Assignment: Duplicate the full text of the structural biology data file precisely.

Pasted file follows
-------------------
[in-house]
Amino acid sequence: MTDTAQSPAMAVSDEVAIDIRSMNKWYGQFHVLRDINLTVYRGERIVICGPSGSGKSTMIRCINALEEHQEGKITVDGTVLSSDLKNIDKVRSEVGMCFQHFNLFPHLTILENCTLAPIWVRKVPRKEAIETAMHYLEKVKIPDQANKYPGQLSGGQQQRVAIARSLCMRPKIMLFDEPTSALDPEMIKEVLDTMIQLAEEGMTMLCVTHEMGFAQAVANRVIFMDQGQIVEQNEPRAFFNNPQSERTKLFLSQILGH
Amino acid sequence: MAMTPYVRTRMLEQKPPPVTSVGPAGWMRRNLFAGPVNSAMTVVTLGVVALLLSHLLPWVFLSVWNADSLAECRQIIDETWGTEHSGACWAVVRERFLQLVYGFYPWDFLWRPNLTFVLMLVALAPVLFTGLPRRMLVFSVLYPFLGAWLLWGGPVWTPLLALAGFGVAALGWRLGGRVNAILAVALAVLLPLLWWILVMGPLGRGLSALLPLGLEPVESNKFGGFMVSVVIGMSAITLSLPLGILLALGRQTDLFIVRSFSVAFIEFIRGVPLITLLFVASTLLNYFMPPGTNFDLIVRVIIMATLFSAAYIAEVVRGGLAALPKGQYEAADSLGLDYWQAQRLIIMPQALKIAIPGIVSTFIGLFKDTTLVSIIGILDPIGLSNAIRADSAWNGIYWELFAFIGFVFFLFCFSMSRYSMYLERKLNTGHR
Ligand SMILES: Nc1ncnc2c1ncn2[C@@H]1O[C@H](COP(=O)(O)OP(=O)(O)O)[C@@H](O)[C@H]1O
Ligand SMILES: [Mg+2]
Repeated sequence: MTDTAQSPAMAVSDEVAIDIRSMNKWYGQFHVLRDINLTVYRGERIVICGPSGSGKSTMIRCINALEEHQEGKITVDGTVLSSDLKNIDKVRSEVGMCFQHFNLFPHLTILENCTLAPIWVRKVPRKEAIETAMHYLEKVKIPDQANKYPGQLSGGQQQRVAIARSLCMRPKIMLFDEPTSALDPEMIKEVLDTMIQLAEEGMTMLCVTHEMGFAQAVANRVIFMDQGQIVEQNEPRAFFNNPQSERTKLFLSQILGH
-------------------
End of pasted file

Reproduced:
[in-house]
Amino acid sequence: MTDTAQSPAMAVSDEVAIDIRSMNKWYGQFHVLRDINLTVYRGERIVICGPSGSGKSTMIRCINALEEHQEGKITVDGTVLSSDLKNIDKVRSEVGMCFQHFNLFPHLTILENCTLAPIWVRKVPRKEAIETAMHYLEKVKIPDQANKYPGQLSGGQQQRVAIARSLCMRPKIMLFDEPTSALDPEMIKEVLDTMIQLAEEGMTMLCVTHEMGFAQAVANRVIFMDQGQIVEQNEPRAFFNNPQSERTKLFLSQILGH
Amino acid sequence: MAMTPYVRTRMLEQKPPPVTSVGPAGWMRRNLFAGPVNSAMTVVTLGVVALLLSHLLPWVFLSVWNADSLAECRQIIDETWGTEHSGACWAVVRERFLQLVYGFYPWDFLWRPNLTFVLMLVALAPVLFTGLPRRMLVFSVLYPFLGAWLLWGGPVWTPLLALAGFGVAALGWRLGGRVNAILAVALAVLLPLLWWILVMGPLGRGLSALLPLGLEPVESNKFGGFMVSVVIGMSAITLSLPLGILLALGRQTDLFIVRSFSVAFIEFIRGVPLITLLFVASTLLNYFMPPGTNFDLIVRVIIMATLFSAAYIAEVVRGGLAALPKGQYEAADSLGLDYWQAQRLIIMPQALKIAIPGIVSTFIGLFKDTTLVSIIGILDPIGLSNAIRADSAWNGIYWELFAFIGFVFFLFCFSMSRYSMYLERKLNTGHR
Ligand SMILES: Nc1ncnc2c1ncn2[C@@H]1O[C@H](COP(=O)(O)OP(=O)(O)O)[C@@H](O)[C@H]1O
Ligand SMILES: [Mg+2]
Repeated sequence: MTDTAQSPAMAVSDEVAIDIRSMNKWYGQFHVLRDINLTVYRGERIVICGPSGSGKSTMIRCINALEEHQEGKITVDGTVLSSDLKNIDKVRSEVGMCFQHFNLFPHLTILENCTLAPIWVRKVPRKEAIETAMHYLEKVKIPDQANKYPGQLSGGQQQRVAIARSLCMRPKIMLFDEPTSALDPEMIKEVLDTMIQLAEEGMTMLCVTHEMGFAQAVANRVIFMDQGQIVEQNEPRAFFNNPQSERTKLFLSQILGH